Howzit - The SX30 has been out for a while, now, so CHDK for it should be available soon. That will give you RAW, which even in a P&S with a 1/2.3 sensor, has more information, so more adjustment leeway, for PP. It might also lift the 1.3fps Continuous Shooting speed, hopefully.
It's a bit odd that Canon didn't put RAW ability in the SX30 - with the exception of Nikon's P100, most Bridge Cameras now have RAW. (It isn't that Canon "can't do it" - the SX1 has RAW and 4fps.)
That does "make a difference", though of course a small-sensor P&S RAW can't be compared with even a crop-body 12+ times larger sensor.
I have a Canon SX10 and a Fuji HS10 - and while the HS10 does "quite adequate snaps" in JPEG, the SX10 when saving at the Superfine option, beats it on IQ. The "detail in shadows" is particularly noticeable.
The HS10's "Fine" JPEGs (they're both 10Mpix sensors) - are very similar to the SX10's "mid" option, "Fine". Both save at about 2.5-5MB file size. However, in the "less JPEG artifacting" Superfine, the SX10 does JPEGs up to 8-9MB.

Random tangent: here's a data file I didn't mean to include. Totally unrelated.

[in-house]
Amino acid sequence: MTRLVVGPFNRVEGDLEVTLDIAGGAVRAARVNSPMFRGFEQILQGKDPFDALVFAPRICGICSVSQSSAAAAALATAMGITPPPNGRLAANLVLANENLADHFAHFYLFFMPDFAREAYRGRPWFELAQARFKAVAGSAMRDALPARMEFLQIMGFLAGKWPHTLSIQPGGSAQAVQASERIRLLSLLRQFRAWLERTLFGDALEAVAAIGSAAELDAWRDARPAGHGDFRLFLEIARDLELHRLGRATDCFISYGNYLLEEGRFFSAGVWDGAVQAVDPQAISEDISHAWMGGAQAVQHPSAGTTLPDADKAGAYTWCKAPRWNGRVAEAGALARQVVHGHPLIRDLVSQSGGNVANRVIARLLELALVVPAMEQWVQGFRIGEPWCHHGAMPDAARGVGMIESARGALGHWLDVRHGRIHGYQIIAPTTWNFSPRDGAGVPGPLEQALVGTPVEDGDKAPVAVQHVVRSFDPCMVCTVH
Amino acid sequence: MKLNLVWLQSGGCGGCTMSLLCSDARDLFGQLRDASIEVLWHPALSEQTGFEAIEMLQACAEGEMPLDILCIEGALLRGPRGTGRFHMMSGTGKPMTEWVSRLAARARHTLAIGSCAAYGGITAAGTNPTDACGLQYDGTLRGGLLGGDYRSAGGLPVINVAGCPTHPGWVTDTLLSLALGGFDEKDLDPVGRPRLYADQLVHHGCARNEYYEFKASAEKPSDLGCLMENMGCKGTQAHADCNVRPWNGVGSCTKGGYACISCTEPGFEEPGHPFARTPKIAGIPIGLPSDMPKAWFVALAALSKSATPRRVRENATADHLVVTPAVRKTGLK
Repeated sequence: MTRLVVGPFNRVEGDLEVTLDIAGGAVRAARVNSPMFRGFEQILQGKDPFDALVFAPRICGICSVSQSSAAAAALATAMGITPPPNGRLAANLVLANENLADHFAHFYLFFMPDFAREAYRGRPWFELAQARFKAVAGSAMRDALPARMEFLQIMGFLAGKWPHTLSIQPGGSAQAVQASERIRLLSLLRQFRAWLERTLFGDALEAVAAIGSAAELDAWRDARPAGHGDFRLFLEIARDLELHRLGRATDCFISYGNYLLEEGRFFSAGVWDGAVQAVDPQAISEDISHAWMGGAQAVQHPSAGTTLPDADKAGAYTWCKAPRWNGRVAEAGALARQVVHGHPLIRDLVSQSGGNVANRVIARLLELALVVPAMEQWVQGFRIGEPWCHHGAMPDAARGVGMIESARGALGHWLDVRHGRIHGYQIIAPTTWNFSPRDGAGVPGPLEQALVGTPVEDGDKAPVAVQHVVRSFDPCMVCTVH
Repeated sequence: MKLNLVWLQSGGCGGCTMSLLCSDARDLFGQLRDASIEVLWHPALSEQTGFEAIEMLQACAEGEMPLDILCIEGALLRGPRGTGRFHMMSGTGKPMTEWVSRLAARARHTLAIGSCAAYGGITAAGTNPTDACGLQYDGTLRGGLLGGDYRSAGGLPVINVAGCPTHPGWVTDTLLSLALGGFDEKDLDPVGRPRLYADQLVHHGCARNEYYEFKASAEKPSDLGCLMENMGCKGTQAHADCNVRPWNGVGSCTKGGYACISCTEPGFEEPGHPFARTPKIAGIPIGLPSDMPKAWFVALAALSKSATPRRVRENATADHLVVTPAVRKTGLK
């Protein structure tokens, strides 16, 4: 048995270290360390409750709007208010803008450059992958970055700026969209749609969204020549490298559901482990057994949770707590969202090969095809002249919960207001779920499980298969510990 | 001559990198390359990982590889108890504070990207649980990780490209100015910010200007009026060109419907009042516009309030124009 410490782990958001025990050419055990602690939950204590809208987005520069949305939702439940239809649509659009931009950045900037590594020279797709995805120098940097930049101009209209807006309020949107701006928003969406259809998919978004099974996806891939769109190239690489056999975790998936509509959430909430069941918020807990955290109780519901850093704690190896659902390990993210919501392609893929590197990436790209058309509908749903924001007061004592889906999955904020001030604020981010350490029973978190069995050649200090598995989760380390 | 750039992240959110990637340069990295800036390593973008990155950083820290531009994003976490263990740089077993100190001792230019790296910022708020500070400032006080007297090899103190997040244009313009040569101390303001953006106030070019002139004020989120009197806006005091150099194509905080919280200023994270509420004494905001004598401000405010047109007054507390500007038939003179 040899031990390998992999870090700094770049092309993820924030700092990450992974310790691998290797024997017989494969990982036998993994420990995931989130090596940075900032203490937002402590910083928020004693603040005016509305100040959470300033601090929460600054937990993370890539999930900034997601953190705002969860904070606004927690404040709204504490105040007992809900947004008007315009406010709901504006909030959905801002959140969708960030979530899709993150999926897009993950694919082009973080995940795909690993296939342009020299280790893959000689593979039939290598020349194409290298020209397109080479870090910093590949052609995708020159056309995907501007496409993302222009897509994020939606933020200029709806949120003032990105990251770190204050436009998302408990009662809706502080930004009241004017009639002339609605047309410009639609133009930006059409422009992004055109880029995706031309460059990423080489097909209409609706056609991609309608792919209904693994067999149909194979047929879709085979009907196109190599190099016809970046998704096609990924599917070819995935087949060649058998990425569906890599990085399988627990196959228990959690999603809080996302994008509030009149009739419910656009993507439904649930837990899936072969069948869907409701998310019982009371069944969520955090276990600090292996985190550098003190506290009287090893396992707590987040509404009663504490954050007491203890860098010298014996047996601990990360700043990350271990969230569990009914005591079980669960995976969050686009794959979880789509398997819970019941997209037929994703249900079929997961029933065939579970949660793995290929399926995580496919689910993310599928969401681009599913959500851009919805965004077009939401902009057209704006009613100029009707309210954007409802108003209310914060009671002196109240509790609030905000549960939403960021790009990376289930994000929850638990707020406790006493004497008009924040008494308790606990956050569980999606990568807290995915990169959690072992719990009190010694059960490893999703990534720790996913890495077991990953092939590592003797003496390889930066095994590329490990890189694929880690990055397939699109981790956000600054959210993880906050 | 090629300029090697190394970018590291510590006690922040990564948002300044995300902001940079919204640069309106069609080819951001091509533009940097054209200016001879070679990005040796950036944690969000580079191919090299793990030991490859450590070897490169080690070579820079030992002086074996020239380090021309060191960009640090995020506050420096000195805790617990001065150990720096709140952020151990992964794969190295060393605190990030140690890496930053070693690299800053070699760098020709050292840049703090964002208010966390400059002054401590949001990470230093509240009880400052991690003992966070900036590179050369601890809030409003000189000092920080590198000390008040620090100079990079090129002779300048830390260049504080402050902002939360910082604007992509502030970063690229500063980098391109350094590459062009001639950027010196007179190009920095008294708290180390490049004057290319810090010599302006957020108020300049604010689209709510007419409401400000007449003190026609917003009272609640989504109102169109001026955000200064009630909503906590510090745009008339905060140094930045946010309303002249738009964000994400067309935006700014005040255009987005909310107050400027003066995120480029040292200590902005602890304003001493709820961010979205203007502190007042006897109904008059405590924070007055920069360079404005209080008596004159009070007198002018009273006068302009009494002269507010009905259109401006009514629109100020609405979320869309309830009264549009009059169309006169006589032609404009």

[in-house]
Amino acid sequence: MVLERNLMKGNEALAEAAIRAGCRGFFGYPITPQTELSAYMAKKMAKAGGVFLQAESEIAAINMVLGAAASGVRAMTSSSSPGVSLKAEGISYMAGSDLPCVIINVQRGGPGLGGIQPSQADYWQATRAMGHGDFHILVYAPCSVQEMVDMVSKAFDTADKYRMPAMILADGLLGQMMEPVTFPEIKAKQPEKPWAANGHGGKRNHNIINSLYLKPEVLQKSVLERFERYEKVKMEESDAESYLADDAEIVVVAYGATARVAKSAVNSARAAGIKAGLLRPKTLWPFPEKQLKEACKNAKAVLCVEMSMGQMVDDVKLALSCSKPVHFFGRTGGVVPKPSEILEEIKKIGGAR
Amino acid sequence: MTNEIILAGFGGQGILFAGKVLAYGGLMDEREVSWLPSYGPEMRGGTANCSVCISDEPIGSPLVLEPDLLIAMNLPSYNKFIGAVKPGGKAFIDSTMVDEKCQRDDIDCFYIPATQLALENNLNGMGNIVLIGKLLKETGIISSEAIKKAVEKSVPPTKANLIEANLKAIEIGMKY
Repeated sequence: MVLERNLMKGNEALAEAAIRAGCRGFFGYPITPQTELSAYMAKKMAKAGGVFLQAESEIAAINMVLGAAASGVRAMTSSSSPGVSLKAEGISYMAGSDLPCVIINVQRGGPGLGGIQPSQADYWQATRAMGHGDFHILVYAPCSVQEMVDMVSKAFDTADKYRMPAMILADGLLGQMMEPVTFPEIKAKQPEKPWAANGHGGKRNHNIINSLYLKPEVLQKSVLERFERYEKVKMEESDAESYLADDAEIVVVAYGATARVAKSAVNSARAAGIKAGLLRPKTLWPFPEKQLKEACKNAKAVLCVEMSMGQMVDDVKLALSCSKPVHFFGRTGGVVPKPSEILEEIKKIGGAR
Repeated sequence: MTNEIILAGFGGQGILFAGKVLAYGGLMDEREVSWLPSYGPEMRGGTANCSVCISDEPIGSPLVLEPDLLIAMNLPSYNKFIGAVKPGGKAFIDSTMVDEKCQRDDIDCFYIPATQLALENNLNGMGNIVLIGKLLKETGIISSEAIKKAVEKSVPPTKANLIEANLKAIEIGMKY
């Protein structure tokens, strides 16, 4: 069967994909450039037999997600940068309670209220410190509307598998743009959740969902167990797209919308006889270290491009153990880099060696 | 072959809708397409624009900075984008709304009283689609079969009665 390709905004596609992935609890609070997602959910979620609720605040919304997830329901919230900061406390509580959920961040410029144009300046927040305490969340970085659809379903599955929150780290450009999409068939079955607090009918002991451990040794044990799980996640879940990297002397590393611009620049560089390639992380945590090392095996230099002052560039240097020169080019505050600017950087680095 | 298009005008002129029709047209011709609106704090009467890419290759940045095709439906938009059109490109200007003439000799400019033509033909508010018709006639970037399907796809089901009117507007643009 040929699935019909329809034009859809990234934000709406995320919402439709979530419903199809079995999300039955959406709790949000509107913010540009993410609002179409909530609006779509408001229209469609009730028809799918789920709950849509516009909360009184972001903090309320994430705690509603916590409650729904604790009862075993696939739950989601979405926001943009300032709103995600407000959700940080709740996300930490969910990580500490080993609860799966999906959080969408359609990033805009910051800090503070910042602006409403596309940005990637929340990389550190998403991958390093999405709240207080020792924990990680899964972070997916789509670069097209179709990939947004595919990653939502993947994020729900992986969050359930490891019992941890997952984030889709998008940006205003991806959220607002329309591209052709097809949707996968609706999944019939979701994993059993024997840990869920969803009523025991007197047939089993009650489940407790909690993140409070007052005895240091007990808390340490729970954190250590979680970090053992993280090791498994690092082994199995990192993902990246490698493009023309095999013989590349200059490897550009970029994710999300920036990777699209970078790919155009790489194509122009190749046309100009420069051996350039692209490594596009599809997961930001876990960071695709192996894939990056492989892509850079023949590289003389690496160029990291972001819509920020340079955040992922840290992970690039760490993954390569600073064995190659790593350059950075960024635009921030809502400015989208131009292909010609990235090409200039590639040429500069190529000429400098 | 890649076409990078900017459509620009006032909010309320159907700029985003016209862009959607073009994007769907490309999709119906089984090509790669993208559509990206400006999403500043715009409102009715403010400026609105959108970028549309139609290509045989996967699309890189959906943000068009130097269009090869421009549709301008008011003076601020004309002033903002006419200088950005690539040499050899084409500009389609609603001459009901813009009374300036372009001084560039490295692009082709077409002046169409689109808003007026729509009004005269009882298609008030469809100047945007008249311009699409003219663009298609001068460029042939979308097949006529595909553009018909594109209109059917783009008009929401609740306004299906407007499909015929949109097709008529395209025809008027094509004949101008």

Note that CHDK for SX30 will probably return the Superfine JPEG level, as it does with the SX20 - and that's very worthwhile having.
With the HS10, particularly at longer zoom levels, I tend to have it on a tripod for better results, and use RAW + JPEG. It does have 4-way Stabilising - but at long zoom, the tiniest movement makes the difference between a sharp clearly detailed image, and a 'snapshot'.
Compared with the SX10, the HS10 isn't an easy camera to use and get good results, but once you learn how to "tell it what to do", results are good. It does have a very good Manual mode, and excellent MF (which works in all modes, including Auto.)
It is also very good at higher ISOs - ISO-1600 is still in "normal images" range, with little "cleaning-up" to do - and in really low light, images at ISOs 3200 and 6400 are "usable" - more for onscreen and sharing - if the display size is reduced.
However, while the HS10 does both Std and Full HD, as the "controls" are "Auto" - limiting either to short clips is best - the SX30 beats it hands-down on Video Control!